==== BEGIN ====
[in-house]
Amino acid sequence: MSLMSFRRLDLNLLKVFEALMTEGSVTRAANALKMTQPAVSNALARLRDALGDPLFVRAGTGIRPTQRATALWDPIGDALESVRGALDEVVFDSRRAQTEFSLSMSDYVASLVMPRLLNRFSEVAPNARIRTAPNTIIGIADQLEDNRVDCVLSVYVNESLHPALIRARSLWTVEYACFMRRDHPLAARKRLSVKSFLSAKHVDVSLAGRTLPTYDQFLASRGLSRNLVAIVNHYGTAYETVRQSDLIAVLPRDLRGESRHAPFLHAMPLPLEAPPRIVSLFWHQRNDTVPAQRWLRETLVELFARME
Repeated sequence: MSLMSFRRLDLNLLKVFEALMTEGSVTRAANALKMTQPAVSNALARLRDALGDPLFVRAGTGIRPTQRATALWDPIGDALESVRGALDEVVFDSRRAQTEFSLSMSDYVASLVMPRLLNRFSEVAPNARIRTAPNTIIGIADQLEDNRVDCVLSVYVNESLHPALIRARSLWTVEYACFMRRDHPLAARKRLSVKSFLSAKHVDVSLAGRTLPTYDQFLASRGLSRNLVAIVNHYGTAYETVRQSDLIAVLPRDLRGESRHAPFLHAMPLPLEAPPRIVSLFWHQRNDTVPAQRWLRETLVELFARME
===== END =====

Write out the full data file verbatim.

[in-house]
Amino acid sequence: MSLMSFRRLDLNLLKVFEALMTEGSVTRAANALKMTQPAVSNALARLRDALGDPLFVRAGTGIRPTQRATALWDPIGDALESVRGALDEVVFDSRRAQTEFSLSMSDYVASLVMPRLLNRFSEVAPNARIRTAPNTIIGIADQLEDNRVDCVLSVYVNESLHPALIRARSLWTVEYACFMRRDHPLAARKRLSVKSFLSAKHVDVSLAGRTLPTYDQFLASRGLSRNLVAIVNHYGTAYETVRQSDLIAVLPRDLRGESRHAPFLHAMPLPLEAPPRIVSLFWHQRNDTVPAQRWLRETLVELFARME
Repeated sequence: MSLMSFRRLDLNLLKVFEALMTEGSVTRAANALKMTQPAVSNALARLRDALGDPLFVRAGTGIRPTQRATALWDPIGDALESVRGALDEVVFDSRRAQTEFSLSMSDYVASLVMPRLLNRFSEVAPNARIRTAPNTIIGIADQLEDNRVDCVLSVYVNESLHPALIRARSLWTVEYACFMRRDHPLAARKRLSVKSFLSAKHVDVSLAGRTLPTYDQFLASRGLSRNLVAIVNHYGTAYETVRQSDLIAVLPRDLRGESRHAPFLHAMPLPLEAPPRIVSLFWHQRNDTVPAQRWLRETLVELFARME